Chatham village group edges toward politics

CHATHAM–The group of tax-conscious residents and business owners that coalesced during the preparation of the village budget last spring met earlier this month to discuss village issues and the prospect of backing candidates for village office in the March election.

The group has so far not adopted a name or specific platform, although participants did present a series of public forums on local governance and have remained in touch by email.

 

The November 14 meeting was chaired by Michael Richardson, a Kinderhook Street resident and a consultant to municipalities around the state. The first topic on his agenda was research about whether the village needs its own assessor when the Towns of Chatham and Ghent each have assessors who could set property values in the village. The Village of Chatham straddles the boundary between the Towns Chatham and Ghent.

Georgene Gardner said her preliminary research showed that a majority of villages she contacted rely on town assessors, and she cited examples she had found. (The issue of the village assessor came up at last week’s Village Board meeting; see story elsewhere in this edition.)

The cost of the Police Department and whether taxpayers can afford it or can be safe without it are long simmering debates in the village. Dave O’Connor, a member of the Chatham Board of Education, said he hoped the group would focus on “good government.” He questioned some of the activities of police and briefly described what he said are “disparities” in assessments of similar businesses.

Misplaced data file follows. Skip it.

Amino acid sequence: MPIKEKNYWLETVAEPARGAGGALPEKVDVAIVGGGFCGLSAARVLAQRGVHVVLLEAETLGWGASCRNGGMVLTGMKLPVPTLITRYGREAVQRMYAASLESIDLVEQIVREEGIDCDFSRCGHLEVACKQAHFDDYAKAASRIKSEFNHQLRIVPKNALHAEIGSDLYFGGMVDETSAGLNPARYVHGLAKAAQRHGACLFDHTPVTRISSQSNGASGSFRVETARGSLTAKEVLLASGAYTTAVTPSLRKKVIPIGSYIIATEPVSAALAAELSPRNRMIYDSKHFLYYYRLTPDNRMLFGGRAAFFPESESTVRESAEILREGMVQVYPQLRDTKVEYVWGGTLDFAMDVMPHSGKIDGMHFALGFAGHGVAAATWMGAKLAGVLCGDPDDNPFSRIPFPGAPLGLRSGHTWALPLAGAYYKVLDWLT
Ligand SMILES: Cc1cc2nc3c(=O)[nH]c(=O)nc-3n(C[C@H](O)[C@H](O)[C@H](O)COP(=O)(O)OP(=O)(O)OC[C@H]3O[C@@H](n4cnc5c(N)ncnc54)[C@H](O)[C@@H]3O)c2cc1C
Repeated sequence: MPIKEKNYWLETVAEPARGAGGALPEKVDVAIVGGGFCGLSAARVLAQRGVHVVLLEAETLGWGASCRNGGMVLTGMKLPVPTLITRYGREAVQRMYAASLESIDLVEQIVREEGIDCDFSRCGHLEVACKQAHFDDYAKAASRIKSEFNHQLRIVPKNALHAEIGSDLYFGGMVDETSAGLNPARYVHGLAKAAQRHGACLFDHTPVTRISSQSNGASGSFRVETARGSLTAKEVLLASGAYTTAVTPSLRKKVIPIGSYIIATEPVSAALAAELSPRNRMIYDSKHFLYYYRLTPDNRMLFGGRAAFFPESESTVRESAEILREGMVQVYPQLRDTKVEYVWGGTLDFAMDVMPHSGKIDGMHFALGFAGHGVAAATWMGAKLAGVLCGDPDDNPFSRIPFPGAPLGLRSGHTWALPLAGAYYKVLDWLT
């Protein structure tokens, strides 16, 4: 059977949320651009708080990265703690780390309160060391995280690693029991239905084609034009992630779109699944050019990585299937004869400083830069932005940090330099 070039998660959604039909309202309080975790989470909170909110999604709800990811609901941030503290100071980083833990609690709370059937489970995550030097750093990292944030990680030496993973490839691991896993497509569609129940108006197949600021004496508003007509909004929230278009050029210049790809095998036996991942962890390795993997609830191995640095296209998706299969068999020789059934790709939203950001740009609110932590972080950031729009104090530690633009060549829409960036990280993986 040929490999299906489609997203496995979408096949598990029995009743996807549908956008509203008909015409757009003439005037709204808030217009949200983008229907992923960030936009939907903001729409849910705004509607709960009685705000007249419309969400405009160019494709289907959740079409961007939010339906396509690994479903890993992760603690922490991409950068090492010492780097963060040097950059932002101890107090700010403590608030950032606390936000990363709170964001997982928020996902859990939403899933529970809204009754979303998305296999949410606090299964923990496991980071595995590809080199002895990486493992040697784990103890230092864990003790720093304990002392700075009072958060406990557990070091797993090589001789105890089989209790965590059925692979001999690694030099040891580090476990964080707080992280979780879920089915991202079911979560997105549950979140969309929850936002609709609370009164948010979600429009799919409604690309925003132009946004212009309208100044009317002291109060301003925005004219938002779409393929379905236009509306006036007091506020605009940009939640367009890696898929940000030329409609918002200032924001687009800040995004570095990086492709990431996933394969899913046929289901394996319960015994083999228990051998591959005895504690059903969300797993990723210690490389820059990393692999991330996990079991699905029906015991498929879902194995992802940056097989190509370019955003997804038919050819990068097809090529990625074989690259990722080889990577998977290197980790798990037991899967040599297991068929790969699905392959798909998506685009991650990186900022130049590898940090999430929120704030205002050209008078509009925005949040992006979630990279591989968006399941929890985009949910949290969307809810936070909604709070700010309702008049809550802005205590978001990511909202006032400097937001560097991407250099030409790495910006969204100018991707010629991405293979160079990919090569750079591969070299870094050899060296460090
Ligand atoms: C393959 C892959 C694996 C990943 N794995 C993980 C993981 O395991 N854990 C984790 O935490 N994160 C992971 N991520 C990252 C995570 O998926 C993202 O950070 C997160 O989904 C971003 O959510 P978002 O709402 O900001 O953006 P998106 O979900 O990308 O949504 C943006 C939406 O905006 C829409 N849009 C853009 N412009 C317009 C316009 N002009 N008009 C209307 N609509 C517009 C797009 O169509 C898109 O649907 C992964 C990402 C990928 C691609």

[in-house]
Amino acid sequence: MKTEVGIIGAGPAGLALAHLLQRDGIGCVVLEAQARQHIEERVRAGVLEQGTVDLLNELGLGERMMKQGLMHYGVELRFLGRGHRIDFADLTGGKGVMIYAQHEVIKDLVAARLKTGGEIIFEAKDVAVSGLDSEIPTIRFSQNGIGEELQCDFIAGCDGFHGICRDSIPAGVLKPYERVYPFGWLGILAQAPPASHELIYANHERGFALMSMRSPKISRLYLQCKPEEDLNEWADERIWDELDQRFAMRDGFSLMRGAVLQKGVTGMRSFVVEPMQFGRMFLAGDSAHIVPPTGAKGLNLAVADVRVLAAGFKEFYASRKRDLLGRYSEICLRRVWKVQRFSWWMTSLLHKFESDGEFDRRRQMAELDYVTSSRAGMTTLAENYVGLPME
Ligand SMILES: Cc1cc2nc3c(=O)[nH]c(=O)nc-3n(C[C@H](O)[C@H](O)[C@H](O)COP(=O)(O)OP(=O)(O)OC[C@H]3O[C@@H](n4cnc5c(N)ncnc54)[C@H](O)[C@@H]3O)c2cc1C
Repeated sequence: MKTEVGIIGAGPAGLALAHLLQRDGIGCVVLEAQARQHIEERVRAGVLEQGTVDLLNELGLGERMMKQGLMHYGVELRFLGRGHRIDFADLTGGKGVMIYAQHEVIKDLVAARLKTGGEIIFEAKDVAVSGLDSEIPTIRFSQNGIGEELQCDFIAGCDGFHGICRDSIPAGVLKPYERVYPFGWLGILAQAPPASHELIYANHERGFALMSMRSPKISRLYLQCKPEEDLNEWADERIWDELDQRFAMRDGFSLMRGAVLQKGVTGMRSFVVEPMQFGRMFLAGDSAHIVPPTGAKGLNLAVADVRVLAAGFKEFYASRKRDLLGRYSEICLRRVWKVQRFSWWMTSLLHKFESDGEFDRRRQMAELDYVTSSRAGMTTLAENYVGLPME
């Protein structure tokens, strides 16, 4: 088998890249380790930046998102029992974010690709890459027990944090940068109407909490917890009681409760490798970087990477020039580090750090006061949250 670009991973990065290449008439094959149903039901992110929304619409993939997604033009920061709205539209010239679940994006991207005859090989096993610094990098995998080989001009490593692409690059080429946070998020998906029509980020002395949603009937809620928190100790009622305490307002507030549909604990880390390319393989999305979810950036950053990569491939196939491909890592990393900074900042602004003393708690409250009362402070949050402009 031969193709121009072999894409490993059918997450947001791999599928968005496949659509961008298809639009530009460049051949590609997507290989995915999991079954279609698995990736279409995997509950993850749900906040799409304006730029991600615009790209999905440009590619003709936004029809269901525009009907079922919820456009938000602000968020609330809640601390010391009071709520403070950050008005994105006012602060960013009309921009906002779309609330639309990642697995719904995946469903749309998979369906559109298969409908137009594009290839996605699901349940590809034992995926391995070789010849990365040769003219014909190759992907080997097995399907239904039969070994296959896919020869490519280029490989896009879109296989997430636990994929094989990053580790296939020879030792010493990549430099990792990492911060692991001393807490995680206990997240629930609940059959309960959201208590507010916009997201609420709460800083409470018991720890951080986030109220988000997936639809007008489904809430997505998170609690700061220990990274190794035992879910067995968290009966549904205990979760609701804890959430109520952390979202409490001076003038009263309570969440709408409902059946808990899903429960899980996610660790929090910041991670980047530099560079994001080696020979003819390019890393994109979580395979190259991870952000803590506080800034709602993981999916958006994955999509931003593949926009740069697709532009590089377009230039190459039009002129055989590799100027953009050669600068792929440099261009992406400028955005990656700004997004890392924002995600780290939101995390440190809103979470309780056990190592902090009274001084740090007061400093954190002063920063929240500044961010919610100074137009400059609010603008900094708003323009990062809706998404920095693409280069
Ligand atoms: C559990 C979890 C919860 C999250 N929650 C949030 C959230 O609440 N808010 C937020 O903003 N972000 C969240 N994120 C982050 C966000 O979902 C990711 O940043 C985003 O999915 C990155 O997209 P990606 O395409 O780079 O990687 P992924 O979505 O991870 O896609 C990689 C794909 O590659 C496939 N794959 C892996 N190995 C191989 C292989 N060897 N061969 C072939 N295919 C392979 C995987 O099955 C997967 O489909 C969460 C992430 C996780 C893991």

No members of town government were among the approximately 20 people attending the meeting, so there was no one to respond directly to statements about the cost and efficiency of police and other village services, including water and sewer and the clerk’s office.

Mr. Richardson urged the group to conduct detailed research and create a white paper, which he dubbed “Blueprint for a Budget.” He said that document would provide facts and proposals for a leaner village budget.  A number of people volunteered to work on that project with him.

But property owner Rusty Vasac was skeptical about the value of the document. “If it’s 23 pages, it’s going to get thrown in the garbage.”

A short while later the group adjourned into a private session to discuss identifying and recruiting candidates willing to run for office in March when the seats of the mayor and two village trustees will be up for election.

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